What Is True Giving?

According to the historical Buddha, Shakyamuni, there are three types of givers and then there is the process, itself. I will begin with the process, itself, as it is the most remarkable: Giving as a Buddhist is to know that there is a giver, a gift, and a receiver of that gift.

The moment the gift leaves your hand, it is no longer yours! You cannot control it or want anything for it (not even good behavior from our children!). It is the Buddhist practice of Selfless Giving (Dana). There is no ego involved! The receiver of the gift does not “owe back” for having received the gift. Pure bribery would be more honorable! That is because when we put conditions on a gift to get a return of behavior, etc., it IS bribery, not a gift! Simply practice being a “Selfless Giver” and when you need to bribe someone, just bribe them!

What kids of giving are there? First, what we give we have plenty of or don’t want anyway. Secondly, when we have just a little to share but we want to share. Thirdly, when we have little for ourselves but want to share, nevertheless. Each is a gift if it is freely given, without thought of reward or self benefit. Otherwise, it is, again, bribery!

The practice of giving without thought of what we will get in return is a wonderful practice. It makes our ego less puffed up. It makes us think of the needs of others. It simply makes us smile!

What is a True “Blessing” at Meal Time Gatherings?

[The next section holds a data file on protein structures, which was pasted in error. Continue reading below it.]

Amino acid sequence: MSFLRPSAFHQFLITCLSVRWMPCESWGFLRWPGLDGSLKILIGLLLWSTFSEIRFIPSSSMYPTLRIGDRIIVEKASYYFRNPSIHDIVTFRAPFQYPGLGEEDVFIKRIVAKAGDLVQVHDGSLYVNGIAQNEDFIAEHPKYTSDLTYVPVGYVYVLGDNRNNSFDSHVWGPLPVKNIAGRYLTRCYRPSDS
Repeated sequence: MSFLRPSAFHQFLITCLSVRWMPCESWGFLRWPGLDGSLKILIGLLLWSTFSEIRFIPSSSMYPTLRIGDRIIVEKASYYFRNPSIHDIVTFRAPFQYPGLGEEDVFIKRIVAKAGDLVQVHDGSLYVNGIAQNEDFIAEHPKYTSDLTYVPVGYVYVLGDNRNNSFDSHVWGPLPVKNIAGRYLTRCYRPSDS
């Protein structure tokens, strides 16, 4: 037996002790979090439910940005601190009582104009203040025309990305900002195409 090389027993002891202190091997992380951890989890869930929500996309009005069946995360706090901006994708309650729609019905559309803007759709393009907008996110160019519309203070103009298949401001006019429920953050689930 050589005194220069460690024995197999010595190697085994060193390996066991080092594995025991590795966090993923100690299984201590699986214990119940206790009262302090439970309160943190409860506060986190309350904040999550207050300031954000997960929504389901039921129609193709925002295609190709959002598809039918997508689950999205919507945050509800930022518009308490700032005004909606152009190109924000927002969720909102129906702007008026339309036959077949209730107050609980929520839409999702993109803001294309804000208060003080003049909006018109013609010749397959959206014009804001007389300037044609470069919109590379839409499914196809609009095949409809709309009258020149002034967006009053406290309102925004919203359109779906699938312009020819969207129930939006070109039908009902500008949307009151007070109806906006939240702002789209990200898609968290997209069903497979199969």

As a Buddhist, we can share the teachings by the way in which we say our “Blessing” or what is often called, “Grace.” Itadaki masu and gochiso samadeshita are familiar indeed. But, what about saying a teaching instead?

May we always be mindful that we are consumers of life.
We exist because we utilize life to sustain our bodies and minds.
Therefore, we must remember to be grateful to all life
And remember that we are no more or less valuable
Than the food we choose to consume.
There is no separating ourselves from the Interconnected,
Interdependent, flow of life we call nourishment.

NAMO AMIDA BUTSU
NAMO AMIDA BUTSU
NAMO AMIDA BUTSU

 

So, during the holiday season give with a smile and gratitude and receive with a smile and gratitude, all without ego.

I am so grateful for all of you and for my being able to serve at Visalia and Hanford. I have the best life in the world. Thank you for your gift of accepting me!

In Gassho,

Jo-Ren MacDonald Sensei